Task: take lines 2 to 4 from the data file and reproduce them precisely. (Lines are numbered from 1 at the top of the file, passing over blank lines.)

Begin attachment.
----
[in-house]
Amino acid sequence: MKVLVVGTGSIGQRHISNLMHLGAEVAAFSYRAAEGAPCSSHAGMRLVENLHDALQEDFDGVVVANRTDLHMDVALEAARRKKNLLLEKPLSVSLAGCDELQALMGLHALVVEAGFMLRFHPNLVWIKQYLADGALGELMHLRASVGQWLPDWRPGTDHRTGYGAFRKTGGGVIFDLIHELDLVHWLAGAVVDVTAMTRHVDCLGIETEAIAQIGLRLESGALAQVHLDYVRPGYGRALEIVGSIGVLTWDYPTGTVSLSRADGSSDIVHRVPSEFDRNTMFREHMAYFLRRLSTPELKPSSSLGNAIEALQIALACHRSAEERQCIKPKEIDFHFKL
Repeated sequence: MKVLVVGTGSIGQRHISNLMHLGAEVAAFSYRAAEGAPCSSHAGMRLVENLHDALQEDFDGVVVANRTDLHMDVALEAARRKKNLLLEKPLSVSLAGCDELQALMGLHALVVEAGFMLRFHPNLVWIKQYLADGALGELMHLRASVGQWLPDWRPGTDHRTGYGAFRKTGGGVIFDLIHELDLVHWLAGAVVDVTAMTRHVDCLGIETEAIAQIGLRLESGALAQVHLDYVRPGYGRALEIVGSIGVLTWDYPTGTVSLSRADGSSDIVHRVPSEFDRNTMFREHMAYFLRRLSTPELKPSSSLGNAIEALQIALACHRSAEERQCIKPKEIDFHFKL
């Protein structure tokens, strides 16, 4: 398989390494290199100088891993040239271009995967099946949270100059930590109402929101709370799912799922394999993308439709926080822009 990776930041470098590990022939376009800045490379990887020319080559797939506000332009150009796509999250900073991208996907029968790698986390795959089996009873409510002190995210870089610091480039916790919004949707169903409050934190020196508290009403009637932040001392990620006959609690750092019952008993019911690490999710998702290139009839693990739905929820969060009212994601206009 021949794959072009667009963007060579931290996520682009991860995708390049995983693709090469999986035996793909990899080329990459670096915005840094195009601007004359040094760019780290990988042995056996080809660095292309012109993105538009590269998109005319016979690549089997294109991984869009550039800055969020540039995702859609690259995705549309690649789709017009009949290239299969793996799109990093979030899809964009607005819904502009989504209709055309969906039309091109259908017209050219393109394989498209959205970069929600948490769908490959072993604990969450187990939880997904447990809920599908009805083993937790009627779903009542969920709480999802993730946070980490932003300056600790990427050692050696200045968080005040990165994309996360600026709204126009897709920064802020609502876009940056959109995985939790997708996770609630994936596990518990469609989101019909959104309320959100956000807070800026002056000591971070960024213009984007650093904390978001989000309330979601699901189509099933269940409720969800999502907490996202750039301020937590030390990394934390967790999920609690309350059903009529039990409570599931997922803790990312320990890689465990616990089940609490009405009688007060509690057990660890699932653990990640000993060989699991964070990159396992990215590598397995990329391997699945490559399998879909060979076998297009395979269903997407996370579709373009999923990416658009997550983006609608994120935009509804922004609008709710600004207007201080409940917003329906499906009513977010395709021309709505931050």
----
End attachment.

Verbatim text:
Amino acid sequence: MKVLVVGTGSIGQRHISNLMHLGAEVAAFSYRAAEGAPCSSHAGMRLVENLHDALQEDFDGVVVANRTDLHMDVALEAARRKKNLLLEKPLSVSLAGCDELQALMGLHALVVEAGFMLRFHPNLVWIKQYLADGALGELMHLRASVGQWLPDWRPGTDHRTGYGAFRKTGGGVIFDLIHELDLVHWLAGAVVDVTAMTRHVDCLGIETEAIAQIGLRLESGALAQVHLDYVRPGYGRALEIVGSIGVLTWDYPTGTVSLSRADGSSDIVHRVPSEFDRNTMFREHMAYFLRRLSTPELKPSSSLGNAIEALQIALACHRSAEERQCIKPKEIDFHFKL
Repeated sequence: MKVLVVGTGSIGQRHISNLMHLGAEVAAFSYRAAEGAPCSSHAGMRLVENLHDALQEDFDGVVVANRTDLHMDVALEAARRKKNLLLEKPLSVSLAGCDELQALMGLHALVVEAGFMLRFHPNLVWIKQYLADGALGELMHLRASVGQWLPDWRPGTDHRTGYGAFRKTGGGVIFDLIHELDLVHWLAGAVVDVTAMTRHVDCLGIETEAIAQIGLRLESGALAQVHLDYVRPGYGRALEIVGSIGVLTWDYPTGTVSLSRADGSSDIVHRVPSEFDRNTMFREHMAYFLRRLSTPELKPSSSLGNAIEALQIALACHRSAEERQCIKPKEIDFHFKL
């Protein structure tokens, strides 16, 4: 398989390494290199100088891993040239271009995967099946949270100059930590109402929101709370799912799922394999993308439709926080822009 990776930041470098590990022939376009800045490379990887020319080559797939506000332009150009796509999250900073991208996907029968790698986390795959089996009873409510002190995210870089610091480039916790919004949707169903409050934190020196508290009403009637932040001392990620006959609690750092019952008993019911690490999710998702290139009839693990739905929820969060009212994601206009 021949794959072009667009963007060579931290996520682009991860995708390049995983693709090469999986035996793909990899080329990459670096915005840094195009601007004359040094760019780290990988042995056996080809660095292309012109993105538009590269998109005319016979690549089997294109991984869009550039800055969020540039995702859609690259995705549309690649789709017009009949290239299969793996799109990093979030899809964009607005819904502009989504209709055309969906039309091109259908017209050219393109394989498209959205970069929600948490769908490959072993604990969450187990939880997904447990809920599908009805083993937790009627779903009542969920709480999802993730946070980490932003300056600790990427050692050696200045968080005040990165994309996360600026709204126009897709920064802020609502876009940056959109995985939790997708996770609630994936596990518990469609989101019909959104309320959100956000807070800026002056000591971070960024213009984007650093904390978001989000309330979601699901189509099933269940409720969800999502907490996202750039301020937590030390990394934390967790999920609690309350059903009529039990409570599931997922803790990312320990890689465990616990089940609490009405009688007060509690057990660890699932653990990640000993060989699991964070990159396992990215590598397995990329391997699945490559399998879909060979076998297009395979269903997407996370579709373009999923990416658009997550983006609608994120935009509804922004609008709710600004207007201080409940917003329906499906009513977010395709021309709505931050």